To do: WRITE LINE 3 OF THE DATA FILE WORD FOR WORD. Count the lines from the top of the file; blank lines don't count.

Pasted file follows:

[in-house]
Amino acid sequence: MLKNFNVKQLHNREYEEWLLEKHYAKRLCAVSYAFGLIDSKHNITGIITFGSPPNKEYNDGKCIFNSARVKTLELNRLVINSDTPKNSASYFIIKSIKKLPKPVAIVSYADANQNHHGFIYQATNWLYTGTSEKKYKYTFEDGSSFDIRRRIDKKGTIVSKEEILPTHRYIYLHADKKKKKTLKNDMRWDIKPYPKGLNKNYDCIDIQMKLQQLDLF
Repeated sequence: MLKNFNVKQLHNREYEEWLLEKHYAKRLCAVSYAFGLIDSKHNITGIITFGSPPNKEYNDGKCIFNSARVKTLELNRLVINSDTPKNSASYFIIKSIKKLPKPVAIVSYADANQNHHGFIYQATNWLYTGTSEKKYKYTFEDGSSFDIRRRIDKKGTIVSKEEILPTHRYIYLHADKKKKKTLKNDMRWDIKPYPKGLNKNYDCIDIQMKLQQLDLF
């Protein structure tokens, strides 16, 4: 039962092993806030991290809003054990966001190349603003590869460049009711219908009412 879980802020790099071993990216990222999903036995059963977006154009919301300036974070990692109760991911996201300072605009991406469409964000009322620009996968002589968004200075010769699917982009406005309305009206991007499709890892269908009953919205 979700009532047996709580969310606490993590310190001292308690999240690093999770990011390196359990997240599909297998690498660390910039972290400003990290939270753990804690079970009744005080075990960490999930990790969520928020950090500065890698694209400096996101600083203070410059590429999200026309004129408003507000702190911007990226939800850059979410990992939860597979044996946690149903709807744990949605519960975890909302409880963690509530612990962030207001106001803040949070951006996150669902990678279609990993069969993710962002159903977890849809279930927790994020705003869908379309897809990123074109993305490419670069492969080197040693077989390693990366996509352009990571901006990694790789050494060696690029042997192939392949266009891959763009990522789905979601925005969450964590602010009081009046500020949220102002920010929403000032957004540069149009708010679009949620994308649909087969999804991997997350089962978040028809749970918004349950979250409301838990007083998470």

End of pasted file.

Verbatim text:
Repeated sequence: MLKNFNVKQLHNREYEEWLLEKHYAKRLCAVSYAFGLIDSKHNITGIITFGSPPNKEYNDGKCIFNSARVKTLELNRLVINSDTPKNSASYFIIKSIKKLPKPVAIVSYADANQNHHGFIYQATNWLYTGTSEKKYKYTFEDGSSFDIRRRIDKKGTIVSKEEILPTHRYIYLHADKKKKKTLKNDMRWDIKPYPKGLNKNYDCIDIQMKLQQLDLF